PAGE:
In the fall of 1962 at about the time I arrived on the University of California Berkeley campus as a freshman, a Bay Area newspaper contained the headline: “Hopeless Cripple Attends UC Classes.” The news report concerned a new student, Ed Roberts, a young man from the Bay Area who had been stricken with polio in his youth, a disease that left him quadriplegic and in need of a respirator. Earlier the university had admitted Ed’s dossier but not his person. As one campus administrator observed, “We’ve tried cripples before and it didn’t work.”  But Roberts and his family persisted, overcoming the resistance of the university officials and state bureaucrats who recognized that he was qualified, but maintained that the campus was simply not equipped to educate someone confined to a wheel chair.Read More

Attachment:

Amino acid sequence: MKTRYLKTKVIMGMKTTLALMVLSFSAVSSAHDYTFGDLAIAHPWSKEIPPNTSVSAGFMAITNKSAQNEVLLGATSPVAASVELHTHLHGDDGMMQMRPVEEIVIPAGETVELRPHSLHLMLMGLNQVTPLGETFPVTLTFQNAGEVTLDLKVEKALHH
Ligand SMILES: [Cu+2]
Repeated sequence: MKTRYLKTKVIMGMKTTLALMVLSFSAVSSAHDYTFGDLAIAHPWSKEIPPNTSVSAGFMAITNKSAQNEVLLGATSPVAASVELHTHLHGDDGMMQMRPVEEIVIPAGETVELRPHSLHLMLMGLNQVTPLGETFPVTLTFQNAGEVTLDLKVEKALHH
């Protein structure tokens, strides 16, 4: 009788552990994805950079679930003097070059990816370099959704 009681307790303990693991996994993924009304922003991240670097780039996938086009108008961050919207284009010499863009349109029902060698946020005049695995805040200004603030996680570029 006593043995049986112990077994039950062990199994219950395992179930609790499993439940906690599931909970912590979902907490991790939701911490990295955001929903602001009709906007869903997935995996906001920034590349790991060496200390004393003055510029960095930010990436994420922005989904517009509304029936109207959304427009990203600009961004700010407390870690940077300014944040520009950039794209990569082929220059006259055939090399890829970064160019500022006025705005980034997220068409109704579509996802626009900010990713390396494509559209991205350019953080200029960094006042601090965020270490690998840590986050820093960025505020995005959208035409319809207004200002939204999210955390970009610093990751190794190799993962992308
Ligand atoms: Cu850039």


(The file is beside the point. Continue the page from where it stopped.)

Ongoing attempts to rebrand the geological epoch in which we live have produced a number of impressive suggestions. The conventional term, “Holocene,” is admittedly fairly drab, perhaps in need of a colorful upgrade. Derived from the Greek holos, it simply means the “whole” or “entire period” beginning at about 11,700 years ago, a period of interglacial warming. Two appealing alternatives are “Homocene” and “Anthropocene,” both of which evoke the planetary effects of human activity over the centuries.Read More
The possibility that artificial creatures, products of human hands, might achieve sentience and take on an active role in society is an age-old conception in world cultures, the subject of myths, stories, moral fables, and philosophical speculation.
In Greek mythology one finds the tale of Pygmalion who carves a statue named Galatea with whom he falls in love and who eventually comes to life. In Jewish folklore there are stories of the Golem, an artificial creature animated with surprising results. In Norse legends there are reports of clay giants able to move on their own accord. An ancient Chinese text there describes the work of Yan Shi who in the 10th century B.C. crafted a humanoid figure with lifelike qualities.Read More